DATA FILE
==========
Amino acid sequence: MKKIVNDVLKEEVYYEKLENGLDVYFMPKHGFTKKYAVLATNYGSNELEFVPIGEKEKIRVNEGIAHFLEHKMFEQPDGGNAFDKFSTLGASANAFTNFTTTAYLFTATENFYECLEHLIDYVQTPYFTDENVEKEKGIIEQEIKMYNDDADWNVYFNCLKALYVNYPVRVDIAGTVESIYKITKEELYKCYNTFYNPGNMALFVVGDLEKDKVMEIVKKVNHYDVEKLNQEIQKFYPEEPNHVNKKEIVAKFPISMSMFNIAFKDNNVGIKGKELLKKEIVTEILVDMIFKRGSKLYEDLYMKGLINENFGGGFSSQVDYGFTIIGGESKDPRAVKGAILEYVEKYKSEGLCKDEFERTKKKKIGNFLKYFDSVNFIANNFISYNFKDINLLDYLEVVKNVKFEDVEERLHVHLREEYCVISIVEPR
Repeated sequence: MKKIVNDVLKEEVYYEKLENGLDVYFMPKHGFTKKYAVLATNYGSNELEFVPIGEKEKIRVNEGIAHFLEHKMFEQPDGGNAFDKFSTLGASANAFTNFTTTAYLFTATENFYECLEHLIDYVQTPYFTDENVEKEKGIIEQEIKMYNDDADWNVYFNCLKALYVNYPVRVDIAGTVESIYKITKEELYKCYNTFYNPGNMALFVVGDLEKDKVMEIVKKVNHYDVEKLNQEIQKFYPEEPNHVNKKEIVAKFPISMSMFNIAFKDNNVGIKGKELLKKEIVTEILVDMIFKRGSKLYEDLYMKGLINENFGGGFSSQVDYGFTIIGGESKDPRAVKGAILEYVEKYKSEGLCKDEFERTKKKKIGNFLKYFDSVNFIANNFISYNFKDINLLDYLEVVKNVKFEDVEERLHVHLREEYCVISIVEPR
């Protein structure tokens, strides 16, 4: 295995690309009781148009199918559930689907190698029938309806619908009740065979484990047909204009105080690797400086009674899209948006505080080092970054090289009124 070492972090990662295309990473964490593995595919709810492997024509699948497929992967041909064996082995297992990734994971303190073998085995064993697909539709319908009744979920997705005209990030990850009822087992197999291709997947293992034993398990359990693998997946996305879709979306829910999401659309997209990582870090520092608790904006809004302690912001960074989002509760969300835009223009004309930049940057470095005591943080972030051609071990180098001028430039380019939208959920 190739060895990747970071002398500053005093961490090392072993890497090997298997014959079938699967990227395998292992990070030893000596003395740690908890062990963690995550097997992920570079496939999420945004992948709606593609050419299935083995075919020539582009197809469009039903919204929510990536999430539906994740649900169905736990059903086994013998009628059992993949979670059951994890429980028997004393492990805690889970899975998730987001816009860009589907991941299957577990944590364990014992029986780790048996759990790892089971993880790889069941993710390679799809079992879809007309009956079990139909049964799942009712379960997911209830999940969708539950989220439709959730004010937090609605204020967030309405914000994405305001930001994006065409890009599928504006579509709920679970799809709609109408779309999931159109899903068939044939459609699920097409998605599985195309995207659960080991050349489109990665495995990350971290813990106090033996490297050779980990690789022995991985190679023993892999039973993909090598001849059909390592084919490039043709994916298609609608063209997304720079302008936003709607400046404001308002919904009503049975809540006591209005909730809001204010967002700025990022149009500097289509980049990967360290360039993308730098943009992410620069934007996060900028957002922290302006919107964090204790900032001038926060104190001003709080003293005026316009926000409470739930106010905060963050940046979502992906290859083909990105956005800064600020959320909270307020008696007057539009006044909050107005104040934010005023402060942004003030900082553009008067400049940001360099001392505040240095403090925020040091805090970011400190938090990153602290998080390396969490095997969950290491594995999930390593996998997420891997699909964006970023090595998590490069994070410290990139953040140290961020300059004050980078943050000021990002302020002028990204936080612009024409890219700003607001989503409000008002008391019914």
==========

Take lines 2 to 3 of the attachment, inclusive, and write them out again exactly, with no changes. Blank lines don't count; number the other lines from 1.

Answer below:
Repeated sequence: MKKIVNDVLKEEVYYEKLENGLDVYFMPKHGFTKKYAVLATNYGSNELEFVPIGEKEKIRVNEGIAHFLEHKMFEQPDGGNAFDKFSTLGASANAFTNFTTTAYLFTATENFYECLEHLIDYVQTPYFTDENVEKEKGIIEQEIKMYNDDADWNVYFNCLKALYVNYPVRVDIAGTVESIYKITKEELYKCYNTFYNPGNMALFVVGDLEKDKVMEIVKKVNHYDVEKLNQEIQKFYPEEPNHVNKKEIVAKFPISMSMFNIAFKDNNVGIKGKELLKKEIVTEILVDMIFKRGSKLYEDLYMKGLINENFGGGFSSQVDYGFTIIGGESKDPRAVKGAILEYVEKYKSEGLCKDEFERTKKKKIGNFLKYFDSVNFIANNFISYNFKDINLLDYLEVVKNVKFEDVEERLHVHLREEYCVISIVEPR
């Protein structure tokens, strides 16, 4: 295995690309009781148009199918559930689907190698029938309806619908009740065979484990047909204009105080690797400086009674899209948006505080080092970054090289009124 070492972090990662295309990473964490593995595919709810492997024509699948497929992967041909064996082995297992990734994971303190073998085995064993697909539709319908009744979920997705005209990030990850009822087992197999291709997947293992034993398990359990693998997946996305879709979306829910999401659309997209990582870090520092608790904006809004302690912001960074989002509760969300835009223009004309930049940057470095005591943080972030051609071990180098001028430039380019939208959920 190739060895990747970071002398500053005093961490090392072993890497090997298997014959079938699967990227395998292992990070030893000596003395740690908890062990963690995550097997992920570079496939999420945004992948709606593609050419299935083995075919020539582009197809469009039903919204929510990536999430539906994740649900169905736990059903086994013998009628059992993949979670059951994890429980028997004393492990805690889970899975998730987001816009860009589907991941299957577990944590364990014992029986780790048996759990790892089971993880790889069941993710390679799809079992879809007309009956079990139909049964799942009712379960997911209830999940969708539950989220439709959730004010937090609605204020967030309405914000994405305001930001994006065409890009599928504006579509709920679970799809709609109408779309999931159109899903068939044939459609699920097409998605599985195309995207659960080991050349489109990665495995990350971290813990106090033996490297050779980990690789022995991985190679023993892999039973993909090598001849059909390592084919490039043709994916298609609608063209997304720079302008936003709607400046404001308002919904009503049975809540006591209005909730809001204010967002700025990022149009500097289509980049990967360290360039993308730098943009992410620069934007996060900028957002922290302006919107964090204790900032001038926060104190001003709080003293005026316009926000409470739930106010905060963050940046979502992906290859083909990105956005800064600020959320909270307020008696007057539009006044909050107005104040934010005023402060942004003030900082553009008067400049940001360099001392505040240095403090925020040091805090970011400190938090990153602290998080390396969490095997969950290491594995999930390593996998997420891997699909964006970023090595998590490069994070410290990139953040140290961020300059004050980078943050000021990002302020002028990204936080612009024409890219700003607001989503409000008002008391019914």